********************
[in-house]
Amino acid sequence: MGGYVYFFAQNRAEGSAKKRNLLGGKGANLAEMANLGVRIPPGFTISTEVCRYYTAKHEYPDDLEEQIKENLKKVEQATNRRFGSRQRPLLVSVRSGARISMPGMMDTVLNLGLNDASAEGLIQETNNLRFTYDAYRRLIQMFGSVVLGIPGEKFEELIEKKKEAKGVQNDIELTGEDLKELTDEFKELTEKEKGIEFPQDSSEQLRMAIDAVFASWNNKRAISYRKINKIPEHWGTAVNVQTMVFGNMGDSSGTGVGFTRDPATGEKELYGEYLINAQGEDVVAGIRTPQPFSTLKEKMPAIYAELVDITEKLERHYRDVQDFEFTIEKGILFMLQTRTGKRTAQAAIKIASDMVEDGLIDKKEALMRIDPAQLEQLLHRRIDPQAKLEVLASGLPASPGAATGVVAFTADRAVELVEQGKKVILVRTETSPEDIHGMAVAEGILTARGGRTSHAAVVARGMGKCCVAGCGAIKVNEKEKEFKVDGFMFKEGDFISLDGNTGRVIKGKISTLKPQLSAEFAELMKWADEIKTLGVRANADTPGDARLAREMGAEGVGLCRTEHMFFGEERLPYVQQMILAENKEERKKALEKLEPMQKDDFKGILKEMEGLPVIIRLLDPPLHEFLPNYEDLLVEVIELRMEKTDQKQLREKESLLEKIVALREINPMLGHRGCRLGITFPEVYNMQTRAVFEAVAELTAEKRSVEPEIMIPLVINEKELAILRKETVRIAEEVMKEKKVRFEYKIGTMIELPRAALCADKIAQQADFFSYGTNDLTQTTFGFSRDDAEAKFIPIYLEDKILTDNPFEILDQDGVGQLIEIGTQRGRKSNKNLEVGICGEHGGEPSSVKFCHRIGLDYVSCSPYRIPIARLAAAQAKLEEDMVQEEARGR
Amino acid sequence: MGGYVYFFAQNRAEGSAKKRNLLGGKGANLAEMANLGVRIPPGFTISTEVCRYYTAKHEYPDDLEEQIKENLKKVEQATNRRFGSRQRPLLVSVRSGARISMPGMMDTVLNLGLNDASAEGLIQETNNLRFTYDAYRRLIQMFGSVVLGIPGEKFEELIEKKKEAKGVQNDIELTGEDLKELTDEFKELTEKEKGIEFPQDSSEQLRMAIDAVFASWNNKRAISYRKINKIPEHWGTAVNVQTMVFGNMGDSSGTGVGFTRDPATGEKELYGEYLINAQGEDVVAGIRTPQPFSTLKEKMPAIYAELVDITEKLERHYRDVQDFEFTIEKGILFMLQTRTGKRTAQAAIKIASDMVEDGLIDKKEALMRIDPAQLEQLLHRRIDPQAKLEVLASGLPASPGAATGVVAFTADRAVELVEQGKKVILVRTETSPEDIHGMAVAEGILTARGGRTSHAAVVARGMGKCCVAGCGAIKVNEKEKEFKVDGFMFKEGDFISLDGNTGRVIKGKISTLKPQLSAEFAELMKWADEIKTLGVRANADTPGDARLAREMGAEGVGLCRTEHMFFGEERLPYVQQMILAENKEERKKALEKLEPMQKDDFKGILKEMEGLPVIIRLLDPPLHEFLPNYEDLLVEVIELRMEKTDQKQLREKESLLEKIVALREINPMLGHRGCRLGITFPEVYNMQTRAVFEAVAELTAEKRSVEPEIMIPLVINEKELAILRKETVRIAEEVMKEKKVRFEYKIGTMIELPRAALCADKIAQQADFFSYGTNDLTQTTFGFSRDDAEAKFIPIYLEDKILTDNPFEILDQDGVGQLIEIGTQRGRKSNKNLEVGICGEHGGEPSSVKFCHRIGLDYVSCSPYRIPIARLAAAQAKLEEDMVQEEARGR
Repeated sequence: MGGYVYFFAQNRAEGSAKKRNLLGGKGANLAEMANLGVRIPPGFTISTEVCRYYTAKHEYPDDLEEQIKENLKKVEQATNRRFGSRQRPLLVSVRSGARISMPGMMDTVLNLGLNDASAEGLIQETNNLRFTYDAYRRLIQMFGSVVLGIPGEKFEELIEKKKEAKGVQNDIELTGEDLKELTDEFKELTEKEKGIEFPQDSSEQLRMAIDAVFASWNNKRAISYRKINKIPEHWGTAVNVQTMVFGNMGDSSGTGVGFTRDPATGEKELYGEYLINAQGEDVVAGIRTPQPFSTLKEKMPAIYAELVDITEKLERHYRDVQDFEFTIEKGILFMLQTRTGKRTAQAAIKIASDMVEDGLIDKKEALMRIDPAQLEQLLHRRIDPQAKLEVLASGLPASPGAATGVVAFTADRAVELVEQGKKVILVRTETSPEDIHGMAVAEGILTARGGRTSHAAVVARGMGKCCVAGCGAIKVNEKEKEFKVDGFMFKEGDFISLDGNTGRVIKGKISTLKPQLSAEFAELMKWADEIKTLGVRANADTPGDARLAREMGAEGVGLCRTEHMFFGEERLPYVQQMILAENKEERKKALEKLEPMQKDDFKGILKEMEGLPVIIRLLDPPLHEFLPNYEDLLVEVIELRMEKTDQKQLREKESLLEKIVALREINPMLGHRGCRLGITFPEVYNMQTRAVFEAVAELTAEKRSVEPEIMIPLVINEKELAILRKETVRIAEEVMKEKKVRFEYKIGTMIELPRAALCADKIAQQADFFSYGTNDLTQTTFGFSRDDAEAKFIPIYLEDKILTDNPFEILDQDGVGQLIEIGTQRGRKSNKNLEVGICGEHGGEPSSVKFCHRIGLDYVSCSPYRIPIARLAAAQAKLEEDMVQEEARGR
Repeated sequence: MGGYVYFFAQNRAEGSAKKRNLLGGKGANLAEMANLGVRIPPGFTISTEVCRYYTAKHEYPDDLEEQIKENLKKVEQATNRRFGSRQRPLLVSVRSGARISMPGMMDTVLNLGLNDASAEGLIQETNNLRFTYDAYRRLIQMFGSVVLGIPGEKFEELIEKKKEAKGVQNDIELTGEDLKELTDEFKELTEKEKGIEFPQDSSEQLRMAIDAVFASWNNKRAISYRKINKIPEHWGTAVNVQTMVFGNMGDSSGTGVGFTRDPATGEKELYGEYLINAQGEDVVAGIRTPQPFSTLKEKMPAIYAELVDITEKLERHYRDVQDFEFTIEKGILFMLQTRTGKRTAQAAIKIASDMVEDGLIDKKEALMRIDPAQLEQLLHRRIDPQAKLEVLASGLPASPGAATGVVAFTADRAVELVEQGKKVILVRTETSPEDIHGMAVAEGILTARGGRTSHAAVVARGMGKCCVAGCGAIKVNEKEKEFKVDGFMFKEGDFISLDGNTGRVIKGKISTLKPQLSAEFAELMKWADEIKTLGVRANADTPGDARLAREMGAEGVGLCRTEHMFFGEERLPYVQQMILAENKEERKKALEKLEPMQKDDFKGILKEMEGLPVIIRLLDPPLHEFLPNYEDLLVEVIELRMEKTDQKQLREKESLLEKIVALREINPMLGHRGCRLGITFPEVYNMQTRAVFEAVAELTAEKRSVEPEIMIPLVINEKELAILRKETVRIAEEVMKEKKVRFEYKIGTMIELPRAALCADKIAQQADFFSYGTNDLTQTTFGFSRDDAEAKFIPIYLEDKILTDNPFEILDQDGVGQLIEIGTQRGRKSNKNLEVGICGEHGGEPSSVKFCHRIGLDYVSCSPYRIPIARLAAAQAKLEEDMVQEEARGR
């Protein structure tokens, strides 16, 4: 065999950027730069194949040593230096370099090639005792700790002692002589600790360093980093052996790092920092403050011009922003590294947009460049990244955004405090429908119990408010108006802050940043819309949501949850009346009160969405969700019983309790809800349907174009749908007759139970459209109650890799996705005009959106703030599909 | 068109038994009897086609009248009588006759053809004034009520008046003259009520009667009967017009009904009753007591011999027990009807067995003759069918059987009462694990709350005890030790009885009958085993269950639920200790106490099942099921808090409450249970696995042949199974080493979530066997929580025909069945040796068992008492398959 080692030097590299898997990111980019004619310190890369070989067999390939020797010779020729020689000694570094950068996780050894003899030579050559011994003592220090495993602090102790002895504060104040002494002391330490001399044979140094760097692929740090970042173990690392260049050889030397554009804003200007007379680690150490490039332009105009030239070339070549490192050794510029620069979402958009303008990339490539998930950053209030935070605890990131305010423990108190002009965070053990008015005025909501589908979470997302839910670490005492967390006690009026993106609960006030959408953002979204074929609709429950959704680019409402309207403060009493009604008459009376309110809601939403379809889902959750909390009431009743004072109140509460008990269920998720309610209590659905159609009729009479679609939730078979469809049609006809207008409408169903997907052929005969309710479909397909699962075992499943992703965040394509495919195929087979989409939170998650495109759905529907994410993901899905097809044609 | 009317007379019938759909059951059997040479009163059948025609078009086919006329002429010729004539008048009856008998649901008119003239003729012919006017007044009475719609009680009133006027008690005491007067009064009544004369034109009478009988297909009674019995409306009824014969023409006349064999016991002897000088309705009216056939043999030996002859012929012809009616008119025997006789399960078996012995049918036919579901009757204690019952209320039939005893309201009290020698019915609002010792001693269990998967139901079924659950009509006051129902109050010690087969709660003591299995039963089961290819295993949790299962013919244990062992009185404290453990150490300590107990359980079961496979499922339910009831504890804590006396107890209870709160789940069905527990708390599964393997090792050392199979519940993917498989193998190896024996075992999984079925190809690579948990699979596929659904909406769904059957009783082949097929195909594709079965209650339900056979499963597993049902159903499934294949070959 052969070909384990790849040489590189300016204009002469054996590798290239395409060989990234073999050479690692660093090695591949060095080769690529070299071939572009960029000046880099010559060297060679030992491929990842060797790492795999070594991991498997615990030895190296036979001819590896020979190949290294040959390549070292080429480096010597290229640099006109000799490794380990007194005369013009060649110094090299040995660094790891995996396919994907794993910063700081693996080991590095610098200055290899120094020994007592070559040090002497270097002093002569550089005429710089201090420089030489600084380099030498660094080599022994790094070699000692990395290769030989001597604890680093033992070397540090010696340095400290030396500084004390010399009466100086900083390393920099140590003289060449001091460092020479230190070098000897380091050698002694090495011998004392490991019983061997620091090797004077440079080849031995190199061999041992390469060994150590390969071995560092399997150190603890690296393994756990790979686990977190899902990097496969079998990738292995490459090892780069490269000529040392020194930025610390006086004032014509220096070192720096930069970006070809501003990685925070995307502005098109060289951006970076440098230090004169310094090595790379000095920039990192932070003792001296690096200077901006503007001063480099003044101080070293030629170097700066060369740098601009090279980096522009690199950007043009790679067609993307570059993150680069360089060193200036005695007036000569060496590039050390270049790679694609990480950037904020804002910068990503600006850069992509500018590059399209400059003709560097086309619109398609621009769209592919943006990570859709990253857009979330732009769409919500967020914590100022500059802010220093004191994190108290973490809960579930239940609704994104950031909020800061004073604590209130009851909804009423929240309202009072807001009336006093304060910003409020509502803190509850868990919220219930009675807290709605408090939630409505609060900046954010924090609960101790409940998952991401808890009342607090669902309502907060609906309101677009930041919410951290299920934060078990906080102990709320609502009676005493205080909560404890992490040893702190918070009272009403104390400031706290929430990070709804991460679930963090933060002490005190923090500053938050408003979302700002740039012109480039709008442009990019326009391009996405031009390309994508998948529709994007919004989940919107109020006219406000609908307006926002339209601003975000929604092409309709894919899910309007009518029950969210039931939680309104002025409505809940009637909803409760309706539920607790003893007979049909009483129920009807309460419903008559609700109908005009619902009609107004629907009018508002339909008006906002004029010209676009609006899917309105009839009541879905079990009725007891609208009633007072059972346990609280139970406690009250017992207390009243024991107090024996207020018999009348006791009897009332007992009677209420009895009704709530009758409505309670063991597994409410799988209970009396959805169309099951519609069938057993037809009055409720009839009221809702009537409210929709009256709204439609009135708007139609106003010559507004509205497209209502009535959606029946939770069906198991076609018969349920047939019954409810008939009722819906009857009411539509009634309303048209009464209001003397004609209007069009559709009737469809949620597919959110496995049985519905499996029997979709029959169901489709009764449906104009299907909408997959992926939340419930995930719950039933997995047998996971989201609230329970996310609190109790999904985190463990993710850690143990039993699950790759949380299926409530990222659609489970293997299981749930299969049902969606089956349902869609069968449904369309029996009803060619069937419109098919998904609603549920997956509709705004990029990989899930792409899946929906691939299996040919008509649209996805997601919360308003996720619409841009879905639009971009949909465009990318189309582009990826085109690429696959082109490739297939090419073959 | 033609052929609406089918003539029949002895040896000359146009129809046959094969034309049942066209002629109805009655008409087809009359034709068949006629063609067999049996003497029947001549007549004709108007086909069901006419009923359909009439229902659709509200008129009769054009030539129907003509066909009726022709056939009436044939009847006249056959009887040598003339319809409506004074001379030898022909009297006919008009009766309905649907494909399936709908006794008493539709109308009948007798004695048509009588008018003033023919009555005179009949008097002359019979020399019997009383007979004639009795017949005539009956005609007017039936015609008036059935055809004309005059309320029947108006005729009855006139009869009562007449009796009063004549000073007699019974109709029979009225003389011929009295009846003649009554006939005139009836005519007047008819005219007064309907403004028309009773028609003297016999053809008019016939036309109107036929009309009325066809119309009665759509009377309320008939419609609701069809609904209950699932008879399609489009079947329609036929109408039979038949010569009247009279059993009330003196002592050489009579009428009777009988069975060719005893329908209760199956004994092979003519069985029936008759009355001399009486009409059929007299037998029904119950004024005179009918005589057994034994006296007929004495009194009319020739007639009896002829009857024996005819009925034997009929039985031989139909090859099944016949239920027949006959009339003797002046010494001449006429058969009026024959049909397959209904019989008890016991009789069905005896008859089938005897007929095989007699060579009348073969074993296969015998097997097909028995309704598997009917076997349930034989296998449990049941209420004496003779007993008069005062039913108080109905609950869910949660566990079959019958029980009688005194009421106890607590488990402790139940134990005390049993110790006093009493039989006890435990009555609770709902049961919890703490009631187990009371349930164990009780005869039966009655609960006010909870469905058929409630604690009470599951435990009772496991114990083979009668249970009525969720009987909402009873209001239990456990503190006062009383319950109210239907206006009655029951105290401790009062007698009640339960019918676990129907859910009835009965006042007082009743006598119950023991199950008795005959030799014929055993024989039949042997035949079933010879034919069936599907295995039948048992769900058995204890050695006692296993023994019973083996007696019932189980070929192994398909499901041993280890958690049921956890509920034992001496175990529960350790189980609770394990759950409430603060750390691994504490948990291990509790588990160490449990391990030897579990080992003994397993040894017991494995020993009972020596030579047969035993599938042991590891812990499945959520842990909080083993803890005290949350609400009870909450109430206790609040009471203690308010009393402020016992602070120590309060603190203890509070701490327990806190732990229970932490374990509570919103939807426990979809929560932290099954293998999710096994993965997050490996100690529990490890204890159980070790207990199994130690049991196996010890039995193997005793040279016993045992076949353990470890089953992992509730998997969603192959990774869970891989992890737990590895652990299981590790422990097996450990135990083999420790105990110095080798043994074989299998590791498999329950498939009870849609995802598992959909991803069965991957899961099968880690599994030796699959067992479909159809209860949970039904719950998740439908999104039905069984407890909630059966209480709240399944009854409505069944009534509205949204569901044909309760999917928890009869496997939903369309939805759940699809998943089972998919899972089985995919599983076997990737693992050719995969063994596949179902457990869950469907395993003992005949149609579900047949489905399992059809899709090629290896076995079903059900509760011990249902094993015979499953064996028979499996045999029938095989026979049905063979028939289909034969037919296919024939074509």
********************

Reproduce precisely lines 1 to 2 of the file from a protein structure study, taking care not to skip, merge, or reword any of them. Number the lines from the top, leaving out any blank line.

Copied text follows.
[in-house]
Amino acid sequence: MGGYVYFFAQNRAEGSAKKRNLLGGKGANLAEMANLGVRIPPGFTISTEVCRYYTAKHEYPDDLEEQIKENLKKVEQATNRRFGSRQRPLLVSVRSGARISMPGMMDTVLNLGLNDASAEGLIQETNNLRFTYDAYRRLIQMFGSVVLGIPGEKFEELIEKKKEAKGVQNDIELTGEDLKELTDEFKELTEKEKGIEFPQDSSEQLRMAIDAVFASWNNKRAISYRKINKIPEHWGTAVNVQTMVFGNMGDSSGTGVGFTRDPATGEKELYGEYLINAQGEDVVAGIRTPQPFSTLKEKMPAIYAELVDITEKLERHYRDVQDFEFTIEKGILFMLQTRTGKRTAQAAIKIASDMVEDGLIDKKEALMRIDPAQLEQLLHRRIDPQAKLEVLASGLPASPGAATGVVAFTADRAVELVEQGKKVILVRTETSPEDIHGMAVAEGILTARGGRTSHAAVVARGMGKCCVAGCGAIKVNEKEKEFKVDGFMFKEGDFISLDGNTGRVIKGKISTLKPQLSAEFAELMKWADEIKTLGVRANADTPGDARLAREMGAEGVGLCRTEHMFFGEERLPYVQQMILAENKEERKKALEKLEPMQKDDFKGILKEMEGLPVIIRLLDPPLHEFLPNYEDLLVEVIELRMEKTDQKQLREKESLLEKIVALREINPMLGHRGCRLGITFPEVYNMQTRAVFEAVAELTAEKRSVEPEIMIPLVINEKELAILRKETVRIAEEVMKEKKVRFEYKIGTMIELPRAALCADKIAQQADFFSYGTNDLTQTTFGFSRDDAEAKFIPIYLEDKILTDNPFEILDQDGVGQLIEIGTQRGRKSNKNLEVGICGEHGGEPSSVKFCHRIGLDYVSCSPYRIPIARLAAAQAKLEEDMVQEEARGR